09/23/2011 02:07 pm ET | Updated Nov 23, 2011

'The Killer Elite' Director Gary McKendry Talks Film's Deeper Meaning

When legendary British adventurer Sir Ranulph Fiennes released his book, "The Feather Men," in 1991, his accusations of military secrecy, revenge and assassination caused a ruckus in Great Britain. With the release this weekend of "The Killer Elite," the action film based on that book, the controversy is being stirred up once again.

The book frames the death of four agents of the British Special Air Service -- SAS -- as murders served out over a 17-year period by an assassin hired by an oil-rich sheik seeking payback after British forces killed three of his sons during a communist uprising in Oman. The book provoked outrage from the victims' family members and official denials, but no certain truth has ever been revealed.

The film adaptation, out Friday, condenses the action to a short timeline and casts action vet Jason Statham in the role of the assassin. Trying to stop him is Clive Owen, who plays a former SAS member now working for the secretive Feather Men, a group that seeks to protect past agents from payback plots caused by their clandestine actions.

The Huffington Post spoke with director Gary McKendry about the film and his approach to the controversy.

How much did you take from the novel and how much did you change for the script?

The key to the novel that I liked was that the main two protagonists, the hunter and the hunted -- or the hunter and the guy that was becoming the hunter -- ended up being the same person. There was no clear bad guy. And I know that's going to drive some viewers fucking crazy. They're going to hate it because it's not a usual element in an action movie, but at the same time, that's the thing that drew me to it. Even though that was set in 1980, I think sitting here today, it's really relevant, because I don't think people really believe we live in a black and white world anymore.

As you were making the movie, did you experience a lot of pushback from officials and people who were trying to deny things?

A lot. It became quite hard to get advisers from the SAS. We would get advisers from the SAS and I think they would get leaned on and suddenly they would vanish, or people would give us insights on what really happened and suddenly they'd ring back and say, "Sorry, I don't want to talk about this anymore." Because I think some of the families involved in the story have an ongoing dispute with Ranulph Fiennes ... And actually I think it's funny, because I was really sort of, I was getting upset in some of the directions that people wanted to take the script in -- away from the book -- because I thought it was doing the soldiers a disservice.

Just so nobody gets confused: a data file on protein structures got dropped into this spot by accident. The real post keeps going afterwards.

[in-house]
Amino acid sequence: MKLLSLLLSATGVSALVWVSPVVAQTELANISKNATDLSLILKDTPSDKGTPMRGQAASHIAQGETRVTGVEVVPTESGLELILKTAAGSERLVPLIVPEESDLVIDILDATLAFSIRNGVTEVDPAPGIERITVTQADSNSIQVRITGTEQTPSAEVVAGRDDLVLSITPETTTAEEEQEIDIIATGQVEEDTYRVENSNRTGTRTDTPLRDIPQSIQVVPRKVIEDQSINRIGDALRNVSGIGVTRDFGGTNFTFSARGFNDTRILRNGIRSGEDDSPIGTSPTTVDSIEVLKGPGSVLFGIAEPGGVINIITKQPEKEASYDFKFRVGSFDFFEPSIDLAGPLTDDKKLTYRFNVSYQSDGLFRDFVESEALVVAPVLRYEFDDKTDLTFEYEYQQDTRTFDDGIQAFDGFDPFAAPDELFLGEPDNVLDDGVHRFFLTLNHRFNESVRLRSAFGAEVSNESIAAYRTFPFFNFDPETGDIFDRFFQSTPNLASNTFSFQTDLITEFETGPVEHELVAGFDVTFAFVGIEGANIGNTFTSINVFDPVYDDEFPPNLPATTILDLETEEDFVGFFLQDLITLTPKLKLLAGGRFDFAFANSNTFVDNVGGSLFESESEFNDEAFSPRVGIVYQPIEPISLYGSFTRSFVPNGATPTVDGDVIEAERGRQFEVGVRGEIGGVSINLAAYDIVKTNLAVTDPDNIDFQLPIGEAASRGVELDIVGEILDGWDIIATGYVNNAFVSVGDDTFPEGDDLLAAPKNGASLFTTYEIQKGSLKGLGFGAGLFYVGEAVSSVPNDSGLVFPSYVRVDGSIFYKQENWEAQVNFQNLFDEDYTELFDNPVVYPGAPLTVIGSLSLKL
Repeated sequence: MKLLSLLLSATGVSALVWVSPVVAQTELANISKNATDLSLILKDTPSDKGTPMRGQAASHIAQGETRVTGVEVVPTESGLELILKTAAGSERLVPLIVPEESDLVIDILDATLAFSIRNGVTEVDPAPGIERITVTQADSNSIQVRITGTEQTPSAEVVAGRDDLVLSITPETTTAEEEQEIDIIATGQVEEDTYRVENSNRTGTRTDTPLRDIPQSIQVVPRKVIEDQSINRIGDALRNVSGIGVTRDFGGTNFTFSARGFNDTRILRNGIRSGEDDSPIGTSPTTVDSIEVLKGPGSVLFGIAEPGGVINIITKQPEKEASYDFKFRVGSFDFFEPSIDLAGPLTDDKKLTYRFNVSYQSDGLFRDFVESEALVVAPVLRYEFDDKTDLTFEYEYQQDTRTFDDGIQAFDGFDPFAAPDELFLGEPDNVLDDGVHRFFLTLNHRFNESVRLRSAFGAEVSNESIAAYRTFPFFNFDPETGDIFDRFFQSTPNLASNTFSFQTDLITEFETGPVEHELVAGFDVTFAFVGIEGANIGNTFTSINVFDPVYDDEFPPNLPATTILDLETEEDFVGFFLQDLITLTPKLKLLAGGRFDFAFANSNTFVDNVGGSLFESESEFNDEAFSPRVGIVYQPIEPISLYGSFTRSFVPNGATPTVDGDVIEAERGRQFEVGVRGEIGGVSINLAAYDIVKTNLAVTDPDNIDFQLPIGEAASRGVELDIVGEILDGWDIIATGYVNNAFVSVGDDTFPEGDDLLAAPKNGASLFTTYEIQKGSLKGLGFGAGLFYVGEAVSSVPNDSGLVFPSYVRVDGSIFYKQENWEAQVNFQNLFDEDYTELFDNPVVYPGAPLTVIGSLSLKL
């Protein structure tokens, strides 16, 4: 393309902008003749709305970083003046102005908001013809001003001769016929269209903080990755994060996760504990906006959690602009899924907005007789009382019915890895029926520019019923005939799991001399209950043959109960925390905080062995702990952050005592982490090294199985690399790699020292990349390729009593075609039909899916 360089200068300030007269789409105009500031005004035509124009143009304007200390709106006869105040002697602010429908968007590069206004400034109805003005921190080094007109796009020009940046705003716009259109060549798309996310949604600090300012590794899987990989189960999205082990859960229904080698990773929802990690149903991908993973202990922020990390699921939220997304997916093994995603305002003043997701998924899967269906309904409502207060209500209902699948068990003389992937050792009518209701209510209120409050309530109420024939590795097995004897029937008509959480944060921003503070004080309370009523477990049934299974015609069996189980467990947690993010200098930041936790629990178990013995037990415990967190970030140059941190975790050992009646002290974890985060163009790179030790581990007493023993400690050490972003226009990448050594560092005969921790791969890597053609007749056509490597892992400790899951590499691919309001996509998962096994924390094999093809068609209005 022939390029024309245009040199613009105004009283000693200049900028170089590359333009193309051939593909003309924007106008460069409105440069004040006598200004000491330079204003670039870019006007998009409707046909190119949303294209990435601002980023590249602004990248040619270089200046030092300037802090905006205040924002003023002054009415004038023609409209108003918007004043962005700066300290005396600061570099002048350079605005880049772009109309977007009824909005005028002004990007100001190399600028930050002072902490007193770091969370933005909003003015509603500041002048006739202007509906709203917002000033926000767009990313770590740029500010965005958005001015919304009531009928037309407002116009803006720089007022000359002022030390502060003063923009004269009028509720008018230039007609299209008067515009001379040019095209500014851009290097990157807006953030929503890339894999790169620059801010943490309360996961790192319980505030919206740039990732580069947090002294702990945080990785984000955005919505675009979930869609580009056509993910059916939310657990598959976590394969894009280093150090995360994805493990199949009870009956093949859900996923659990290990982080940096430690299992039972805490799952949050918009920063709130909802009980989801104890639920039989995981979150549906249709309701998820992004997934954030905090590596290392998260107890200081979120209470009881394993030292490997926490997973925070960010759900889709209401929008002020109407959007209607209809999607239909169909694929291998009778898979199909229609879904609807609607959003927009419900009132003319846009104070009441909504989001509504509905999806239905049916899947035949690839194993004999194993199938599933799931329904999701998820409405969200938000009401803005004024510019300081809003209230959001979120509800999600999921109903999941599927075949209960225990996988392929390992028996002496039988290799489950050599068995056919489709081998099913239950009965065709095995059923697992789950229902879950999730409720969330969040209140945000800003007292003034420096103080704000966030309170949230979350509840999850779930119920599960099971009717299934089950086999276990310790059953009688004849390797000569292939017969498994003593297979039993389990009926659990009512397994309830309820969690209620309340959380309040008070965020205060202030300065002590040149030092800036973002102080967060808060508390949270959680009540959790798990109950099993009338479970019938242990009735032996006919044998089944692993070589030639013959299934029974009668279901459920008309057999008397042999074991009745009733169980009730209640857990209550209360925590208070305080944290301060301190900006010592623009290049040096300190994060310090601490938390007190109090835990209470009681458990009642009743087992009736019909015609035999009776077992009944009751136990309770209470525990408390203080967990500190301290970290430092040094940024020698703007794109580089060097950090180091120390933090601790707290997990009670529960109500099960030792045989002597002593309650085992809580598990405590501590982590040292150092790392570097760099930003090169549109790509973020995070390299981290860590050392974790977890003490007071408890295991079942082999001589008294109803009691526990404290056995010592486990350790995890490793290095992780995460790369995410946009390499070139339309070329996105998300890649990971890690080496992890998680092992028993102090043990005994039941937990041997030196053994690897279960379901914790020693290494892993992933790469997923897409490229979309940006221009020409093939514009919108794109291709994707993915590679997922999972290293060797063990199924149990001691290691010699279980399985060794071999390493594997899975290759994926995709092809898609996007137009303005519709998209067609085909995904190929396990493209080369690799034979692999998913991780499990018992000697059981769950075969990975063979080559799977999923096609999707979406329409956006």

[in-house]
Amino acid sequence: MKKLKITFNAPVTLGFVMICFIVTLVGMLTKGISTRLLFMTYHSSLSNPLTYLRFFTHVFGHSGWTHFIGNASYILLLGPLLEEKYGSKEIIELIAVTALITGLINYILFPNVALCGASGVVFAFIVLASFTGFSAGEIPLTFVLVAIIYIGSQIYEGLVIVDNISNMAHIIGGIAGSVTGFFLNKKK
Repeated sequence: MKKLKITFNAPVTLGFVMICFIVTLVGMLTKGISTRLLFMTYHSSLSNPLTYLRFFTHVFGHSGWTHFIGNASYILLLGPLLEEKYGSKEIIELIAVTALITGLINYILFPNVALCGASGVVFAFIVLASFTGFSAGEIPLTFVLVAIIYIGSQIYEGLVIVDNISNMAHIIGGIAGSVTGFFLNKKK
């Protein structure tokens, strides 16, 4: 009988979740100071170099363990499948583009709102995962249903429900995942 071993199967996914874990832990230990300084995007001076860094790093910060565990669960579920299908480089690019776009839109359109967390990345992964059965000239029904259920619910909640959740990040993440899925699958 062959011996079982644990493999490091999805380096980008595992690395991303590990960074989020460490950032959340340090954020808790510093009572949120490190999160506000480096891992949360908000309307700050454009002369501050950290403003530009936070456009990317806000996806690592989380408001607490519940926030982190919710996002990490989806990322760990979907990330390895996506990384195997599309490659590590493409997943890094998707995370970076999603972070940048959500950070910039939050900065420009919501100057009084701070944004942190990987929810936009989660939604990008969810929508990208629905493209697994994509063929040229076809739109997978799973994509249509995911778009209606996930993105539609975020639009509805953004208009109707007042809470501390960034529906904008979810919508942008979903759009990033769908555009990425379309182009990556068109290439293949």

What did they want to do?

It would be a lot easier for Jason's lead role -- for what Jason's journey is -- if he's killing guys who have it coming. These guys don't deserve it. From our perspective, they don't deserve it, but from Arab perspective, they do. It depends on what viewpoint you go by. From the law of a soldier fighting a war, okay, well, they did okay, but from the law of an Arab whose country they came in and fought an undeclared war, well, they're murderers.

Were you trying to say anything about the wars we fight today, or are you just trying to tell a story?

It never changes. It's the same. The years change but the wars are just the same stuff. You look at what's going on in England at the moment; you could change Oman to Libya. The Lockerbie bomber is released; two days later BP gets a giant oil contract. The guy who is gonna die goes home, he's alive two years later, and as soon as there's democracy in Libya, the first people who are in are the MI6 and SAS, cleaning up the evidence. Our movie is set in 1980, but really, it's 2011 and it could be the same thing.

It's rare to have people go against the military in a movie here. Were you worried about that?

Not really, because ... I think they were all being used. To be honest with you, if my daughter had died in Iraq, or my daughter had died in Afghanistan, at the moment, I'd be pretty fucking pissed off and disappointed.

I think, on the whole, soldiers are used pretty badly. Everyone cares about them when they're in uniform, but nobody cares when they're out of uniform. Nobody cares when they're fucked up and living under a bridge or having trouble with deep debt. So this for me, the story that attracted me with this, is the after.

I wasn't going against the British army -- I love the SAS. I grew up in Belfast, they saved my ass from the IRA. Which is why I wouldn't vilify them.

"The Killer Elite" hits theaters on Friday.